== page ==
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TECH/EXTREME PROG METAL

A Progressive Rock Sub-genre


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Tech/Extreme Prog Metal definition

This category lists technical Progressive Metal bands that have roots in Extreme Metal or that are strongly influenced by it. The style developed by the end of the 80s in the Thrash Metal scene when a number of bands stretched the boundaries of their sound by including elements from Progressive Rock. Death Metal followed a similar path in the 90s and by the 2000s, also Black Metal and Metalcore saw an increasing amount of bands taking in Prog influences.

Certain bands like EPHEL DUATH and UNEXPECT developed a style that largely abandoned their extreme metal heritage in favour of a highly eclectic jazz-influenced Avant Metal style. These bands are listed under Experimental Metal.


Progressive Thrash Metal
By the end of the 80s Thrash Metal had diversified its sound significantly to an extent where the originally very direct and uncompromisingly aggressive style had become more sophisticated, boasting challenging technical skills and ambitious song structures frequently surpassing the 6 minute mark. The best known examples are METALLICA and MEGADETH.

The bands listed in this section went one step further and embraced notable influences from Progressive Rock, replacing much of the typical Thrash Metal riffs and rhythms with a more progressive and melodic riffing style, influenced by KING CRIMSON and RUSH. The most well-known of these early bands was VOIVOD, who also brought the early psychedelic sound of PINK FLOYD into their unique mold. Important pioneering albums were released by WATCHTOWER, CORONER, MEKONG DELTA, as well as the debut album of SIEGES SEVEN.
More recent examples of Progressive Thrash are SPIRAL ARCHITECT and VEKTOR


Progressive Death Metal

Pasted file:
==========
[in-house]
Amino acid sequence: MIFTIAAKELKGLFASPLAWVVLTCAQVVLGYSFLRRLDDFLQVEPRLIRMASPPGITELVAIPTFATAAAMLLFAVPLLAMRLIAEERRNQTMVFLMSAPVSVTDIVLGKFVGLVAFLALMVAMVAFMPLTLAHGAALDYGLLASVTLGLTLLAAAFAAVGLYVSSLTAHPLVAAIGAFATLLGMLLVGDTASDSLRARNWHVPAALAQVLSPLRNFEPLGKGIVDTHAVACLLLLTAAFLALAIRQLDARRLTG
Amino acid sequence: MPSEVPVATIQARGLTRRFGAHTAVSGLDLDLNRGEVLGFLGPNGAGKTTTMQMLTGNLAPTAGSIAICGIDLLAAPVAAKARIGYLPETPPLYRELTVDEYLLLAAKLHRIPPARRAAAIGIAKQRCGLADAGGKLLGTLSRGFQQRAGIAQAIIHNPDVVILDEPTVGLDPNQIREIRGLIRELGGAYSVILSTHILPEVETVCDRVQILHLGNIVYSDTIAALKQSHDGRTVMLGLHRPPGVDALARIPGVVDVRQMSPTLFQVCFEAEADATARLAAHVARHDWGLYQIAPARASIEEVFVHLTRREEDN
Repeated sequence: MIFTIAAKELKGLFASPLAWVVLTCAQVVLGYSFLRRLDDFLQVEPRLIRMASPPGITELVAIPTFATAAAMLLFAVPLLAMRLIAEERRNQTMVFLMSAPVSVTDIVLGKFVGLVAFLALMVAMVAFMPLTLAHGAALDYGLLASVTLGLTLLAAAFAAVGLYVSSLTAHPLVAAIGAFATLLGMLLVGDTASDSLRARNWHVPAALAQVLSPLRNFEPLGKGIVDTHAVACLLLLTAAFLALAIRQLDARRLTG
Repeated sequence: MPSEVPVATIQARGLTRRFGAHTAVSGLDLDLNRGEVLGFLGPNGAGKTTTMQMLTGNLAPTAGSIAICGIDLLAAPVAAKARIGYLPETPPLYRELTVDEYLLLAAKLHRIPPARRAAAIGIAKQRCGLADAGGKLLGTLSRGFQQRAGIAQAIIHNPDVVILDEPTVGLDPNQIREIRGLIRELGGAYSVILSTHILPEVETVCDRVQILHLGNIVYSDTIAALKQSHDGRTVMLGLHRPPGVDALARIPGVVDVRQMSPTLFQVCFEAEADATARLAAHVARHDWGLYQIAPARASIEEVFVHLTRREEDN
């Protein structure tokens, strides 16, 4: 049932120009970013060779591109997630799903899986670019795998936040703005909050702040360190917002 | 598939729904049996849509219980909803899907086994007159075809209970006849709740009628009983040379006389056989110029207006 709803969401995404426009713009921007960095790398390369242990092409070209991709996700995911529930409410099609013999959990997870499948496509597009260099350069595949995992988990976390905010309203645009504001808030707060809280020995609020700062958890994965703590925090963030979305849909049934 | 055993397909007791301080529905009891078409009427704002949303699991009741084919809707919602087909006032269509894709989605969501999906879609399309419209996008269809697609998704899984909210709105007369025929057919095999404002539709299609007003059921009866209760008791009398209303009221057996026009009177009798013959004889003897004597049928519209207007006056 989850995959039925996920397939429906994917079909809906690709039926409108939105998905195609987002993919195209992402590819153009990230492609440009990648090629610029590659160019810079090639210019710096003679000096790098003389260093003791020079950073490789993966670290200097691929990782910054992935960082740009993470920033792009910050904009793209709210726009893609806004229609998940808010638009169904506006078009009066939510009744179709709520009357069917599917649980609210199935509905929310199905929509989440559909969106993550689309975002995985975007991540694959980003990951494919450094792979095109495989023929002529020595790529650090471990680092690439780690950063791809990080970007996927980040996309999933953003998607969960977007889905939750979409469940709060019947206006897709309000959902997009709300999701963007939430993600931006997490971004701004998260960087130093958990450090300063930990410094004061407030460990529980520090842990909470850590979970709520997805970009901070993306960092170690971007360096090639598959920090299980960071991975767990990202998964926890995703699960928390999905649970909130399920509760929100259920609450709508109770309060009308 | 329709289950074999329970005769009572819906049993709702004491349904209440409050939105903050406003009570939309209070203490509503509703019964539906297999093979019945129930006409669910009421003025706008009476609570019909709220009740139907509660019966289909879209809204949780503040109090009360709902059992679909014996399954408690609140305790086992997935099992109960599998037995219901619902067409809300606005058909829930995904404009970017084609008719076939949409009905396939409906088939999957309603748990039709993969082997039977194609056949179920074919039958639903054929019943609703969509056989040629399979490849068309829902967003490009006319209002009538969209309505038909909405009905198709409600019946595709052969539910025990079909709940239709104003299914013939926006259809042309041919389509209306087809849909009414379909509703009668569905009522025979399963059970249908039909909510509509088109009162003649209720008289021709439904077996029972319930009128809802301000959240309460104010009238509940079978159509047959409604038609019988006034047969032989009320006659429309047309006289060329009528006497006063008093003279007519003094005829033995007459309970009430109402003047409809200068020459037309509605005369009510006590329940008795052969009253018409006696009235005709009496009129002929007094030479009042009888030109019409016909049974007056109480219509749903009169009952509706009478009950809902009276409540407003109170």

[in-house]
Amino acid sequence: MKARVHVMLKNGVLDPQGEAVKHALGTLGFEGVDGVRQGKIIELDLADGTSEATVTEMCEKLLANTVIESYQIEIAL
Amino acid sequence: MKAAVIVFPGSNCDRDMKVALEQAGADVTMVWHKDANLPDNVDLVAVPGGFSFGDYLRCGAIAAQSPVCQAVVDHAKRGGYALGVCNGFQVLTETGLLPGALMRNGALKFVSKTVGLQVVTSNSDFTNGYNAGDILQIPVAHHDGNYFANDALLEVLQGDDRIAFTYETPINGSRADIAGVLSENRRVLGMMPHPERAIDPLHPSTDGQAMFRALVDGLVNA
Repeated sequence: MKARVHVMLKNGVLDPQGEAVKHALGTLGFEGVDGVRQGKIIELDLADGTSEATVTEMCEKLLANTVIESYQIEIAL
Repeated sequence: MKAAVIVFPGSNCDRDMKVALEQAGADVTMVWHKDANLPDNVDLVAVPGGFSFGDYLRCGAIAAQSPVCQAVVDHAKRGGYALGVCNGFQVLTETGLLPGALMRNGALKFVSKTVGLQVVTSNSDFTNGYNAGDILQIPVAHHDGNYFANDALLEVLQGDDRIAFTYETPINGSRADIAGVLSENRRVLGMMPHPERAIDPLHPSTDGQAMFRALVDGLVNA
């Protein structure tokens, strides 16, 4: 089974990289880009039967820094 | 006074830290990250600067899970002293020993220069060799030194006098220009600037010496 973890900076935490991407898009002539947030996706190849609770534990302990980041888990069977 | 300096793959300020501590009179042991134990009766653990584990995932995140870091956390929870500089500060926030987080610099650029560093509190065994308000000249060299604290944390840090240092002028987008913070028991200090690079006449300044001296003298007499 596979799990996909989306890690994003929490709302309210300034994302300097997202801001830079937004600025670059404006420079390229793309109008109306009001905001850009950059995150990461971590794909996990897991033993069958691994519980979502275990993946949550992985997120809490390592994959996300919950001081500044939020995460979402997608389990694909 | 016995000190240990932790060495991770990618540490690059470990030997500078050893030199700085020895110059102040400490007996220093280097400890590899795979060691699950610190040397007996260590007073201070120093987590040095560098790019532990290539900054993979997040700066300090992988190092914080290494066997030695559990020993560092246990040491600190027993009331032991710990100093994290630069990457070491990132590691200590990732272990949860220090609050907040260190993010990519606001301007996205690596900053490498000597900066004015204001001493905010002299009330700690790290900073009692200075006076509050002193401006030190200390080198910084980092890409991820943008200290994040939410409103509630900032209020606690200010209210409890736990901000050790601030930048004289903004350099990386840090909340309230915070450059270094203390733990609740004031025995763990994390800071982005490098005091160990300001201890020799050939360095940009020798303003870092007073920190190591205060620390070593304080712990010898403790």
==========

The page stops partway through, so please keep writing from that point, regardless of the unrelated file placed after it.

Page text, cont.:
Death Metal further built on the sound of the most extreme bands of the Thrash scene. Next to the brutal sound, blast beat drumming, complex song structures and multiple tempo changes, the most notorious feature of the style is probably the growled vocals. Death Metal is generally highly technical, making the dividing line between Technical Death Metal and Progressive Death Metal sometimes rather faint.

The bands considered for Prog Archives are those that show significant influences from Progressive Rock and/or Fusion. One of the landmarks in the style is "Elements" from ATHEIST, who mixed their hyper-technical Speed Metal with fusion. Other early albums include "Focus" from CYNIC and "Spheres" from PESTILENCE, where progressive riffing, polymetrics, fusion influences and atmospheric keyboards complemented their brutal Death Metal. Also DEATH, the popular founder of Death Metal, incorporated fusion and progressive elements on their later albums.

A different flavour of Progressive Death Metal came from the European continent, when half-way into the 90s leading death and doom-death bands started expanding their basic metal sound. The most significant album relevant to this section is "Crimson" from EDGE OF SANITY. In typical Scandinavian fashion, their epic approach wasn't fusion oriented but less technical and more melodic, introducing the now typical alteration between brutal Death sections and more melodic breaks with clean vocals; an approach perfected in the next decade by OPETH.


Progressive Black Metal
Unlike Thrash and Death metal, Black Metal is not a technical genre. Originally it was even purposely non-technical and low-fi. By the end of the 90s the genre had developed into various sub-styles, of which some incorporated elements from progressive music.
The bands listed in this section are Black Metal bands that traded the minimalism of Black Metal for a more progressive, technical or experimental approach. This distinguishes them from the Black Metal bands that fleshed out their sound with either post-rock and/or shoegaze influences. Those are listed under Experimental/Post Metal.

One of the earliest and best known example of this style is ENSLAVED, who maintained the harsh atmosphere and aggression of classic Black Metal but extended this with a more textured psychedelic sound, chromatic riffing and odd time-signatures, citing influences from PINK FLOYD, VOIVOD and KING CRIMSON. Also IHSAHN, front-man of EMPEROR, should be mentioned here.

Most artists in this section are Symphonic Black Metal-oriented bands with progressive and experimental influences, but without fully crossing over to either Prog or Avant Metal as they remain oppressively dark, harsh, often dissonant and inaccessible. Their strong ties to Black Metal is why they are featured under Tech/Extreme Prog Metal and not in Avant Prog Metal. Examples are DEATHSPELL OMEGA, MOONSORROW, NEGURA BUNGET and the slightly more accessible theatrical Symphonic Black Metal of ARCTURUS.


Modern Phase
In the 2000s trends became more diffuse, introducing bands that had some of their stylistic features in common with the extreme metal genres without fully belonging in any of them. Some of them continued the strong fusion element and hyper-technical approach from ATHEIST and CYNIC. Instrumental acts such a as EXIVIOUS, CANVAS SOLARIS and BLOTTED SCIENCE received lots of critical acclaim from progressive metal fans.